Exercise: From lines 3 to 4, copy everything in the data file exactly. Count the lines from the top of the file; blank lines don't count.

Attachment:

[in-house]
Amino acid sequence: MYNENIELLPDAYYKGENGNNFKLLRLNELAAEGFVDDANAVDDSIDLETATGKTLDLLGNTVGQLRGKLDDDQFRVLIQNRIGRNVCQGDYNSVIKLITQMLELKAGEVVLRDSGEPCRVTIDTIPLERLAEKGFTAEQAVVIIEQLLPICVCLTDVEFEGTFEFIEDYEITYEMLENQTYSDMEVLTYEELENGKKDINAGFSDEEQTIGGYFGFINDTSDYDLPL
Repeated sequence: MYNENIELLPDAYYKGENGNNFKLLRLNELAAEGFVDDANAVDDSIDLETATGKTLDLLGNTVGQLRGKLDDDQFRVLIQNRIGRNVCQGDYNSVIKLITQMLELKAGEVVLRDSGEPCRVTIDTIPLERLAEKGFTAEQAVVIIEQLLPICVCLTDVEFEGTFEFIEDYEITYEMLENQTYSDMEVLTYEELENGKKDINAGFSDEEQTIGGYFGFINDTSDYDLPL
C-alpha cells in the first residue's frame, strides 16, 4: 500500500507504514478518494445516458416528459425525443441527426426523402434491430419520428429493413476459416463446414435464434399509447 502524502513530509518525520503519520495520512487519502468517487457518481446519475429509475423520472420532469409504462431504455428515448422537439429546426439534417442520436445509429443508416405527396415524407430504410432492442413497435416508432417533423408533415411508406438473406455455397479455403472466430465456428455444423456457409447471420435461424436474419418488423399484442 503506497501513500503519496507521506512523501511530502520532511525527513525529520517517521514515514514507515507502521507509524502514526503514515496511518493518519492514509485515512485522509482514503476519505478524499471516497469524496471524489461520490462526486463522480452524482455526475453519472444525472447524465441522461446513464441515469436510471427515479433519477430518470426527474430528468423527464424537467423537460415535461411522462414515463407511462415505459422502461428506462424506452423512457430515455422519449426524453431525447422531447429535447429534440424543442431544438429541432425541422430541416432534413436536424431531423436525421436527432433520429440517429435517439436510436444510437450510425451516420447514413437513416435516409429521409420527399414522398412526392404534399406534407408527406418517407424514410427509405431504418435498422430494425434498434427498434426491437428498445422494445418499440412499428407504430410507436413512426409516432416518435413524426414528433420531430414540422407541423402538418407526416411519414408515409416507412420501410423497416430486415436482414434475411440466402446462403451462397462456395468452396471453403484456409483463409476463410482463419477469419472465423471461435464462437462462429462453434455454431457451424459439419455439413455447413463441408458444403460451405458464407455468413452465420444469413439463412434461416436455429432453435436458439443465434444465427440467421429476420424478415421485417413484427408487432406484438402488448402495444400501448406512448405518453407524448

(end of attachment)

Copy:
Repeated sequence: MYNENIELLPDAYYKGENGNNFKLLRLNELAAEGFVDDANAVDDSIDLETATGKTLDLLGNTVGQLRGKLDDDQFRVLIQNRIGRNVCQGDYNSVIKLITQMLELKAGEVVLRDSGEPCRVTIDTIPLERLAEKGFTAEQAVVIIEQLLPICVCLTDVEFEGTFEFIEDYEITYEMLENQTYSDMEVLTYEELENGKKDINAGFSDEEQTIGGYFGFINDTSDYDLPL
C-alpha cells in the first residue's frame, strides 16, 4: 500500500507504514478518494445516458416528459425525443441527426426523402434491430419520428429493413476459416463446414435464434399509447 502524502513530509518525520503519520495520512487519502468517487457518481446519475429509475423520472420532469409504462431504455428515448422537439429546426439534417442520436445509429443508416405527396415524407430504410432492442413497435416508432417533423408533415411508406438473406455455397479455403472466430465456428455444423456457409447471420435461424436474419418488423399484442 503506497501513500503519496507521506512523501511530502520532511525527513525529520517517521514515514514507515507502521507509524502514526503514515496511518493518519492514509485515512485522509482514503476519505478524499471516497469524496471524489461520490462526486463522480452524482455526475453519472444525472447524465441522461446513464441515469436510471427515479433519477430518470426527474430528468423527464424537467423537460415535461411522462414515463407511462415505459422502461428506462424506452423512457430515455422519449426524453431525447422531447429535447429534440424543442431544438429541432425541422430541416432534413436536424431531423436525421436527432433520429440517429435517439436510436444510437450510425451516420447514413437513416435516409429521409420527399414522398412526392404534399406534407408527406418517407424514410427509405431504418435498422430494425434498434427498434426491437428498445422494445418499440412499428407504430410507436413512426409516432416518435413524426414528433420531430414540422407541423402538418407526416411519414408515409416507412420501410423497416430486415436482414434475411440466402446462403451462397462456395468452396471453403484456409483463409476463410482463419477469419472465423471461435464462437462462429462453434455454431457451424459439419455439413455447413463441408458444403460451405458464407455468413452465420444469413439463412434461416436455429432453435436458439443465434444465427440467421429476420424478415421485417413484427408487432406484438402488448402495444400501448406512448405518453407524448